There we go, cool, and then we say json(posts), and that effectively does the same thing. But I want to call out something special here, something special about Remix. Remix is not just another framework, okay? It is a framework that exposes the web platform to you. So where a lot of libraries that I've written and frameworks that have been written take the web platform APIs and wrap them in what they think is a nicer, cleaner API.

Remix instead exposes the web platform API. And in fact, we're running an Express server under the hood right here. But you can also, again, run on Dino, or you can run on Cloudfare Workers or wherever. I always mix up Fastify and Fastly. One of them's a CDN, the other's a web framework or a node framework.

But wherever you're running, and they all have their different API, like Netlify functions or cell functions, they all have different APIs for request response. What Remix does is it actually acts like a jQuery for the platform, and it turns all of those request responses into a web fetch request response.

And so if you dive into this response, then you see this is the Fetch API. We make the Fetch API global and actually Node 18, I think I believe it has Fetch built in, but I believe it also makes these global. And so wherever you are, we make the response global so that you can work directly with request response, regardless of where you're deploying to.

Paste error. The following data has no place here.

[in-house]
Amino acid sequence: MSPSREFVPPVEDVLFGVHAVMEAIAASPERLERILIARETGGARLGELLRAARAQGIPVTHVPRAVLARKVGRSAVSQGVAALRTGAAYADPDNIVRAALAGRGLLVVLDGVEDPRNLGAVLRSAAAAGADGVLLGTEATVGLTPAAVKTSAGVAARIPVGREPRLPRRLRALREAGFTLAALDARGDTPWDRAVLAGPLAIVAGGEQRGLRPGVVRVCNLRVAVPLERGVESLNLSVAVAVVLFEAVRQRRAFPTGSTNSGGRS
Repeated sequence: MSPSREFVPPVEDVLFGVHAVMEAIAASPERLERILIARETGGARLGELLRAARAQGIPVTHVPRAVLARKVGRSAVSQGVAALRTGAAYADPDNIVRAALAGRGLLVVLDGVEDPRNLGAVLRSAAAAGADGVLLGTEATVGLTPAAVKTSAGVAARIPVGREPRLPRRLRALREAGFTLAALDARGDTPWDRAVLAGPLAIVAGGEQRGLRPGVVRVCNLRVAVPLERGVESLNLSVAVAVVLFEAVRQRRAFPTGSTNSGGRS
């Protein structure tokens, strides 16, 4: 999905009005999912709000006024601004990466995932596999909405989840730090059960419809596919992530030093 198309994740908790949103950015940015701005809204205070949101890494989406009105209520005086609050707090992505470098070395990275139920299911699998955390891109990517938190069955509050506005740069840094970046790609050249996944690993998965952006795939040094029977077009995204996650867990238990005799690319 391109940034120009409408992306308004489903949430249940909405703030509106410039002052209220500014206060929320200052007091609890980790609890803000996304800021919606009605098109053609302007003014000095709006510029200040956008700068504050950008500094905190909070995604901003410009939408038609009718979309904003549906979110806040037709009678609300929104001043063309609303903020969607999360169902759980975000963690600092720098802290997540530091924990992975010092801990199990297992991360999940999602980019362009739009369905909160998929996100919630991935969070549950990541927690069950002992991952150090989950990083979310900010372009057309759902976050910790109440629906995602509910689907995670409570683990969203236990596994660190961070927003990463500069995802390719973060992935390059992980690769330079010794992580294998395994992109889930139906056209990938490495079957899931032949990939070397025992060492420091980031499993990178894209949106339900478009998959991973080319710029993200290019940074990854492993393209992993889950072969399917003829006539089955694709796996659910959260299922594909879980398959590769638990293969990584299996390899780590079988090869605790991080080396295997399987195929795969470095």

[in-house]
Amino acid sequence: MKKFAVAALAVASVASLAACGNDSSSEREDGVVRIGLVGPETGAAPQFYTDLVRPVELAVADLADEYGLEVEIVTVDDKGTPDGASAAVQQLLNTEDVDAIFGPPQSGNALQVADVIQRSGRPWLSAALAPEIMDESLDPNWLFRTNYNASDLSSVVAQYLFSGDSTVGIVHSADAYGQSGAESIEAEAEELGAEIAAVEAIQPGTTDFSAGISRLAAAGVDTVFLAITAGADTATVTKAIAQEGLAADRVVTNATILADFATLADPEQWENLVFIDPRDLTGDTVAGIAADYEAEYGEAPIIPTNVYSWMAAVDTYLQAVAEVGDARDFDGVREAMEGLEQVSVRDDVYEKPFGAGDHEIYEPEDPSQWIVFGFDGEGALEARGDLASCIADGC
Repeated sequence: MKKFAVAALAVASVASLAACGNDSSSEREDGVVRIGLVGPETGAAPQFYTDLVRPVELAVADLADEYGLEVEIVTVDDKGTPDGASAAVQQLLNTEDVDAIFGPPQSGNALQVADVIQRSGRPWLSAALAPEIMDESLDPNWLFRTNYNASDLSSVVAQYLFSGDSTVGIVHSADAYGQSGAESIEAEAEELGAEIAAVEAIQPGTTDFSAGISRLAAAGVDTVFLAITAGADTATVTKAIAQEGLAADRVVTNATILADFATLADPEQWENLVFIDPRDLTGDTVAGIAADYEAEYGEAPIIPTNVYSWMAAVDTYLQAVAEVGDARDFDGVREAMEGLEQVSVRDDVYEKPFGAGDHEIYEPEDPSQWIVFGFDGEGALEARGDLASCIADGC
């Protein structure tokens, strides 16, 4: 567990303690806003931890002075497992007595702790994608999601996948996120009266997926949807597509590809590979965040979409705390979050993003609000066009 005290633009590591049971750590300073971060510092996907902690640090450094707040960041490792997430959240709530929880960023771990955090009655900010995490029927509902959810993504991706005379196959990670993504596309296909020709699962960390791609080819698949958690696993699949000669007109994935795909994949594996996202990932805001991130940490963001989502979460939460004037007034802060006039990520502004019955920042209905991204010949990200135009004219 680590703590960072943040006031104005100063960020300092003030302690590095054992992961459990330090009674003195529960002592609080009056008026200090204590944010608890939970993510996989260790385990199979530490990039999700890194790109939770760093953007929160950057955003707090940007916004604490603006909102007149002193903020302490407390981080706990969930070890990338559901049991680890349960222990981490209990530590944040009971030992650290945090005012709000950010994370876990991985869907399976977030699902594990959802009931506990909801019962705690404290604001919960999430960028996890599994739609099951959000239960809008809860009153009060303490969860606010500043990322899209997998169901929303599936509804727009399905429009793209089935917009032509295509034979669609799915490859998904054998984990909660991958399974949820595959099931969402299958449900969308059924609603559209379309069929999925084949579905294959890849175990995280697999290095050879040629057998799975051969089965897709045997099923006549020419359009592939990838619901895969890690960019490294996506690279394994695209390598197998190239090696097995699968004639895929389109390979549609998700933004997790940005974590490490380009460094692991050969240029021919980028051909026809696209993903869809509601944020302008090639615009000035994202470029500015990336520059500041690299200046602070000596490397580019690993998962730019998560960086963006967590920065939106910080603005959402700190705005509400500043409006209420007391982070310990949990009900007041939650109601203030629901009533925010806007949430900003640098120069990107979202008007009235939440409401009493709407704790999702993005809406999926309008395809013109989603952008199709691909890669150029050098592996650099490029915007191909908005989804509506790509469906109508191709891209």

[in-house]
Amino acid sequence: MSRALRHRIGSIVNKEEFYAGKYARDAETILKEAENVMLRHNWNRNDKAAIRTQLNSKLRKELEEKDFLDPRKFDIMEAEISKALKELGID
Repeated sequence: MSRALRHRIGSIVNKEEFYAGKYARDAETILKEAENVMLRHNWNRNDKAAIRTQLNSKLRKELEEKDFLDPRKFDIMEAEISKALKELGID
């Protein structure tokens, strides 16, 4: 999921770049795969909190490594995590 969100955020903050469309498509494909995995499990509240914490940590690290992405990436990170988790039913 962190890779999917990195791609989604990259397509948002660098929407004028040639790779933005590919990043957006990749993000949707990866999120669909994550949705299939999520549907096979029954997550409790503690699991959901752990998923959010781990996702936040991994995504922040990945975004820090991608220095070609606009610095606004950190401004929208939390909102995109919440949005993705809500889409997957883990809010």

I think this is a really powerful piece of what makes Remix special. So because we do this a lot, we have a little utility for that because that would just be super annoying to have to do this over and over again, okay? So that was the first part of the exercise.

And what I typically do actually, I typically like to send back an object rather than just the array. So I'm gonna send back an object with a property of posts is one change I wanna make. Now we wanna, I think the next one was to improve the TypeScript piece.

So we wanna make it so that TypeScript isn't yelling at us about this. And of course, we could say any, and now TypeScript's not yelling. But we wanna actually make TypeScript be helpful. We're not just saying hey, TypeScript, hush. We want to have TypeScript to help us because I could very easily make a mistake like that, right?

And now my link is pointing to the wrong place, it's pointing to undefined. I have no way of knowing that that's happening. So here's how you do this with Remix. It just recently got this good, and so I'm really excited to show you. typeof loader, boom, and now you have type safety across the network chasm.

That's pretty rad, I think that's kinda nice, I like that a lot. And what's interesting here is that Remix will ensure that because Remix is managing the network chasm, we can rely on this. The only situation where you could end up with a type error that goes from the loader to the client when you're using this is if some EMP hit and it flipped a bit or something.

So sorry, we can't protect you from natural disasters or anything. But other than that, you're pretty dang type safe just by adding typeof loader to your useLoaderData call. So I think that's pretty neat. And if I decided, hey, you know what? Instead of slug, I wanna have this be the Id.

Well, now I'm getting type errors for that. Id, hurray. It's amazing, it really is cool.